As I’ve mentioned in other tutorials, layer masks are for hiding parts of the content of a layer whilst showing others. White areas are shown, black areas are hidden, and shades of gray are given different opacities depending on their darkness, so a 70% grey mask would show the contents of the layer at 30% opacity.
Now a handy tip is that you can select the contents of a layer by holding Ctrl and clicking that layer preview in the layers panel. You can also do this on Layer Masks by Ctrl clicking those. And this is why this is useful:
Ctrl click the layer mask on the first layer and you instantly have an indication of where the two layers have merged. Then zoom in to 200% on the left hand edge of the image and follow the dotted line looking for any inconsistencies, such as this:
I know it’s only tiny but you want to spot this stuff before you print out your 1 meter wide image where it will show up! Also some results can be pretty obviously wrong in places, although this one is pretty good all round.
Haven’t spotted it yet? The step on the right doesn’t line up. It’s more noticeable because it’s a light step down to a darker step and the tonal difference means it’s easier to spot.
To fix this you should hit Ctrl D (to deselect) then choose one of two options:
Because each layers is present in it’s entirety and then masked to hide parts you can paint, using the paintbrush in white, onto the mask of the layer above to show the whole line of the step from a single photo. Do this on the uppermost layer of the two that are overlapping or you won’t see a change.
Alternatively you can create a new layer on top of the others and use the clone stamp tool to hide the blemish.
Once you have all the images lining up perfectly it’s time to merge everything together. Select all the layers in the layer panel and hit Ctrl G to put them all in a group together. Click and drag this group down to the New Layer icon at the bottom of the panel (the white sheet with the corner folded) and drop it onto the icon to duplicate the group. Now you have a back-up hide the bottom group as you would a normal layer, then select the top group and hit Ctrl E – this will merge the contents of the group onto a single layer. My layers panel now looks like this:
Now you need to make sure your rulers are showing on Photoshop. Do this by going to View / Rulers or hitting Ctrl R. Once visible you can select whichever measurement you like by right clicking on them, although that’s not relevant here. The other thing you can do though is for adding Guides. These are straight lines, horizontal or vertical, which you can pull across the image and then use to, well, guide your work.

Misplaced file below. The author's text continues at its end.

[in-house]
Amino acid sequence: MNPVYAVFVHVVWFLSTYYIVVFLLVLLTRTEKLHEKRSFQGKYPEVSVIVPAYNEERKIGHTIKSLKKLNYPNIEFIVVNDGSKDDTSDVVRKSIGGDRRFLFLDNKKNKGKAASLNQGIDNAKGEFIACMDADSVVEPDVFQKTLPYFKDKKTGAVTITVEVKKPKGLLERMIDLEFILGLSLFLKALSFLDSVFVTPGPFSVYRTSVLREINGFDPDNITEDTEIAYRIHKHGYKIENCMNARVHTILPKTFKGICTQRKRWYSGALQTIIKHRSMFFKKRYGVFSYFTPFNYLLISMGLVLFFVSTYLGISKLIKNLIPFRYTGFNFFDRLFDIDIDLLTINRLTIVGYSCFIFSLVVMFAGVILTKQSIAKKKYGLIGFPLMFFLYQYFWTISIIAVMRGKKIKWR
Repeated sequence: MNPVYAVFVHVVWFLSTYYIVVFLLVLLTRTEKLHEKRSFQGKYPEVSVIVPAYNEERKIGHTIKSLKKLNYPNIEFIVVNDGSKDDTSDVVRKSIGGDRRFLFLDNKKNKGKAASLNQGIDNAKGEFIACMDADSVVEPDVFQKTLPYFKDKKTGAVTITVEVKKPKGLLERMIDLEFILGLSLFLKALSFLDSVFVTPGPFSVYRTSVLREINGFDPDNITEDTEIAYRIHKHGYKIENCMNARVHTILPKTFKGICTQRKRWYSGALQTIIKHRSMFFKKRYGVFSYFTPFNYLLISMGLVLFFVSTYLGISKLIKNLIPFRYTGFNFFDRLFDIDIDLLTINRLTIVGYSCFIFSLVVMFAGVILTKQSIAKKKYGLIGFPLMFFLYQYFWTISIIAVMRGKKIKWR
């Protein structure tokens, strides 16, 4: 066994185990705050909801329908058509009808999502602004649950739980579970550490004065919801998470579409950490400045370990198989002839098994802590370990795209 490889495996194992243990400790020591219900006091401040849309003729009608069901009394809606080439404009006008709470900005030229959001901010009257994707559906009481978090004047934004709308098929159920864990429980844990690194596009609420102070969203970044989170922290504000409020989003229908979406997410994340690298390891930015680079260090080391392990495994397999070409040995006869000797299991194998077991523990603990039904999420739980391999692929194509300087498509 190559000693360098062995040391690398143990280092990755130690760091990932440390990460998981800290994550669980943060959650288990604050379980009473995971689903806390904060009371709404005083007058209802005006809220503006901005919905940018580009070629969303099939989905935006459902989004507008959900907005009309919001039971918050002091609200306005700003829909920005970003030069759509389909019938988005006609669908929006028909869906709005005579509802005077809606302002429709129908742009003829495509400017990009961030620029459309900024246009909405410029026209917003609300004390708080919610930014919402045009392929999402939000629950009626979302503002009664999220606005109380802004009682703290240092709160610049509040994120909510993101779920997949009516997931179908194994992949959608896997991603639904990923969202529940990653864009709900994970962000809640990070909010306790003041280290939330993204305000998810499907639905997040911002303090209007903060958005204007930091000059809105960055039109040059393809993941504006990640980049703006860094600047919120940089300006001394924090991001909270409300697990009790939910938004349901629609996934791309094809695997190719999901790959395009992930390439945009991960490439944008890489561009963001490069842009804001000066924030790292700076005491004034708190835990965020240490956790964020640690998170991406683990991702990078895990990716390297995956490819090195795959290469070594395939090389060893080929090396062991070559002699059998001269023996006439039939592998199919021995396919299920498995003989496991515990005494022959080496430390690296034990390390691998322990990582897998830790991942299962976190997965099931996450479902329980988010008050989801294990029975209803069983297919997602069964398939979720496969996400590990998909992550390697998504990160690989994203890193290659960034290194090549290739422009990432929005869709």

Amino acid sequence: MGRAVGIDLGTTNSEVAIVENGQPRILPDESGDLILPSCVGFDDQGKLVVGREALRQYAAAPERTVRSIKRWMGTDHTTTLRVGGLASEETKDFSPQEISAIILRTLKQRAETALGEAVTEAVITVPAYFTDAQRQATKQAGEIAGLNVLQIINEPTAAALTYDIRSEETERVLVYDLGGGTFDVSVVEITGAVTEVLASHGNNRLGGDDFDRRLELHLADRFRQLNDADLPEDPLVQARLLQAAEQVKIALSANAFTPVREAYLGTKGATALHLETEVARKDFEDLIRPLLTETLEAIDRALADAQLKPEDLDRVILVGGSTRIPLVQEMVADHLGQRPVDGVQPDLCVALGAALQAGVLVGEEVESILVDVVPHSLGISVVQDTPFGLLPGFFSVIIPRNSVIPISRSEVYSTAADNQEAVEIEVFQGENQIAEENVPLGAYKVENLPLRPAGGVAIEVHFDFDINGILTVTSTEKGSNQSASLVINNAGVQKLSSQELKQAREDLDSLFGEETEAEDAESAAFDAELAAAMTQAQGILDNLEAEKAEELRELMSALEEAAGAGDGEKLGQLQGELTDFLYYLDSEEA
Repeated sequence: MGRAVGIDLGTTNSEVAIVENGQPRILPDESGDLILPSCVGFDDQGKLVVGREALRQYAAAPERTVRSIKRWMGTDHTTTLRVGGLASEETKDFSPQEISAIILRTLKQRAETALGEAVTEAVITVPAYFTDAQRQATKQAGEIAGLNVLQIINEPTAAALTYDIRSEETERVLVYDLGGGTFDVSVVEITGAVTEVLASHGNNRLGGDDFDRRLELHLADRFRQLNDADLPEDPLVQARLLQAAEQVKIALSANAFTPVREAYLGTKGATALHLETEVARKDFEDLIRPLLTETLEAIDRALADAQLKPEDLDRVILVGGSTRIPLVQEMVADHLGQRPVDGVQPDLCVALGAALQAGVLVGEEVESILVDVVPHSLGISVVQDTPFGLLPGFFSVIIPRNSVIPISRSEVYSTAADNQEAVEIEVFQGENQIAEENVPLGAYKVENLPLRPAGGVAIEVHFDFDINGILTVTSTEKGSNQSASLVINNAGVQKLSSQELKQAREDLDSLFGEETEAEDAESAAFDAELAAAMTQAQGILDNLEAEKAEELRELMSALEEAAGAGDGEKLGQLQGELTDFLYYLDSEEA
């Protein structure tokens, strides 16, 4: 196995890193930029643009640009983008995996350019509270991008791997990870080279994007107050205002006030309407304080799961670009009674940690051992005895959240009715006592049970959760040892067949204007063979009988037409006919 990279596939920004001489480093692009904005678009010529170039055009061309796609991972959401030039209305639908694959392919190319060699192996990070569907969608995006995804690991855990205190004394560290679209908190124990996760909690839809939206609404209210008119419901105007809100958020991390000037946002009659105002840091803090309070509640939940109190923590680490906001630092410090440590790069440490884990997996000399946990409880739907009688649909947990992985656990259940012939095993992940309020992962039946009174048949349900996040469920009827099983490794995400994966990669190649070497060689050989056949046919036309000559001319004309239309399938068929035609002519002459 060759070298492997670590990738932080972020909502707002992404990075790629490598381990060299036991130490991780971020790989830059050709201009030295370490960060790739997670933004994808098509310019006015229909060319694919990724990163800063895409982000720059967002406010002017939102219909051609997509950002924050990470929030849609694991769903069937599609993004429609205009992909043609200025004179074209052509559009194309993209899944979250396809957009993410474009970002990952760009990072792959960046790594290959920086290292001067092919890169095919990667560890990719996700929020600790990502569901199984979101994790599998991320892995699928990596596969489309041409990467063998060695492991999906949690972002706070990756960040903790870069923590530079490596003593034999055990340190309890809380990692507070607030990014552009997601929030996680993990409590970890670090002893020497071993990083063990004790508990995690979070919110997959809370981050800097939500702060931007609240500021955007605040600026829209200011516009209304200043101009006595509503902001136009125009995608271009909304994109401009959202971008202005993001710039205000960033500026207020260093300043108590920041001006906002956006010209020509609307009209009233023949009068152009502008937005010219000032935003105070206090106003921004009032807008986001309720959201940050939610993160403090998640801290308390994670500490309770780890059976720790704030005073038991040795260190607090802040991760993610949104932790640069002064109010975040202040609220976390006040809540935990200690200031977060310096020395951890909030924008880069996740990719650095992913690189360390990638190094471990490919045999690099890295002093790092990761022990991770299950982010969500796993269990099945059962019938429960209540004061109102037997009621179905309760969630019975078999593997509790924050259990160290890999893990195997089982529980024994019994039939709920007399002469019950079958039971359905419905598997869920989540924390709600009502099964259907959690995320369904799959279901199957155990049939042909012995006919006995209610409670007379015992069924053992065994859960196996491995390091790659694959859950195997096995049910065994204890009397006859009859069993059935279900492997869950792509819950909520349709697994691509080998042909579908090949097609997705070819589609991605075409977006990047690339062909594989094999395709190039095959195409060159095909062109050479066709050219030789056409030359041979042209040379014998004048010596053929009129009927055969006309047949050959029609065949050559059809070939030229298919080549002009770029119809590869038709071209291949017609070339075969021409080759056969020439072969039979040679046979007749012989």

If you double click on your rulers you will get a load of options, but there is a tab for Guides which will allow you to change their colour. In this case I’m using blue since it shows up nicely to my colourblind eyes on this background.
Drag some guides across from the left ruler to the edges of the windows to and down from the top for some horizontal comparisons, so that you have something that looks like this:
Now you can zoom in to check how straight the image lines up to those lines. Finally you can transform the image to get as close to those as you want, which is why you merged all those layers together.
Hit Ctrl T to get the transform box up, and the Alt click each corner you want to move.
Alt click instead of clicking allows you to move the corners absolutely freely of each other instead of being limited to transforming the whole box. You can then move the corners around until you have the image as straight as possible.
Another trick is to hold Shift whilst moving the corners which locks the movement to either horizontal or vertical axis. This means you can sort out lining up one side and then sort the other out afterwards.
For example, Alt click the top left corner, then hold shift and move it horizontally to align the left hand edge. Once you let go you can Alt click it again, hold shift and move it vertically this time, which allows you to line up the top edge without losing the alignment you have already made of the left edge.
Once your image is straight hit enter to apply the transformation. Then select the crop tool and you can finally crop out all the excess garbage. You can, of course, do this earlier but you may regret it when you realise you’ve cropped off something that you then need back when you come to straighten the image.
If the guide lines are getting in the way you can hide them with Ctrl H, and show them again with the same command.
The final image, in this case, is below, and now can be processed as per any other image.